Water is the cheapest feed ingredient. Production, growth and the general performance of the goat will be affected if insufficient water is available. Water needs vary with the stage of production, being highest for early lactating does, and during times when the weather is hot and forages are dry. In some instances, when consuming lush and leafy forages during cold weather, or when grazing forages soaked with rain water or a heavy dew, goats can get all the water they need out of the forage. However, water is almost always needed by some members of the herd such as lactating does. Because it is difficult to predict water needs, goats should always have access to sufficient high quality water. Water needs range between ½ to 4 gallons per day, the latter value for high lactating goats. Clear, flowing water from a stream is preferable to stagnant water as the latter may contain excessive levels of blue-green algae, which may be toxic. Nitrate in drinking water should also be of concern because it is becoming the predominant water problem for livestock. Safe levels in drinking water are as follows (in parts per million): less than 100 for nitrate nitrogen, or less than 443 for nitrate ion, or less than 607 for sodium nitrate. Well, city or community water can be delivered by above ground or underground water lines hooked up to float-containing movable water troughs, a water delivery system offering optimum flexibility for control grazing.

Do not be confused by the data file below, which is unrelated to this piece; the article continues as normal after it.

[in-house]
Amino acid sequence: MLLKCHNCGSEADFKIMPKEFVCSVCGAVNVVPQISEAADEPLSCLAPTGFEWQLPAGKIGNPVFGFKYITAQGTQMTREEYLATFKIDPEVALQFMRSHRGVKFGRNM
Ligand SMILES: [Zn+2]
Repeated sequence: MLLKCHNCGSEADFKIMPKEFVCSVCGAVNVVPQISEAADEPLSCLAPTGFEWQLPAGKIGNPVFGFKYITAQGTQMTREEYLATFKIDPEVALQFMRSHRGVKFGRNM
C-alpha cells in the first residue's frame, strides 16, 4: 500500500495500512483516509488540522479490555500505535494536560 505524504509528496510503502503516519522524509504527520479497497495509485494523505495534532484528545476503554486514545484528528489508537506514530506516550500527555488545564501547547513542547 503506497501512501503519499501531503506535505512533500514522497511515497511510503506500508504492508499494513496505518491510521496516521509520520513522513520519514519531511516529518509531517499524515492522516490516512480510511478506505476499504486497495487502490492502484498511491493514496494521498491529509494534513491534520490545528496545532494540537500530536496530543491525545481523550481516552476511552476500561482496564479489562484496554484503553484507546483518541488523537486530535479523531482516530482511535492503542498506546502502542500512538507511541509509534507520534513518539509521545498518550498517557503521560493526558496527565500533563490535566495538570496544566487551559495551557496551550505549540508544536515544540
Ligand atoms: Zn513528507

Luginbuhl, J-M. 2006. Pastures for Meat Goats. In: Meat Goat Production Handbook, ed. T.A. Gipson, R.C. Merkel, K. Williams, and T. Sahlu, Langston University, ISBN 1-880667-04-5.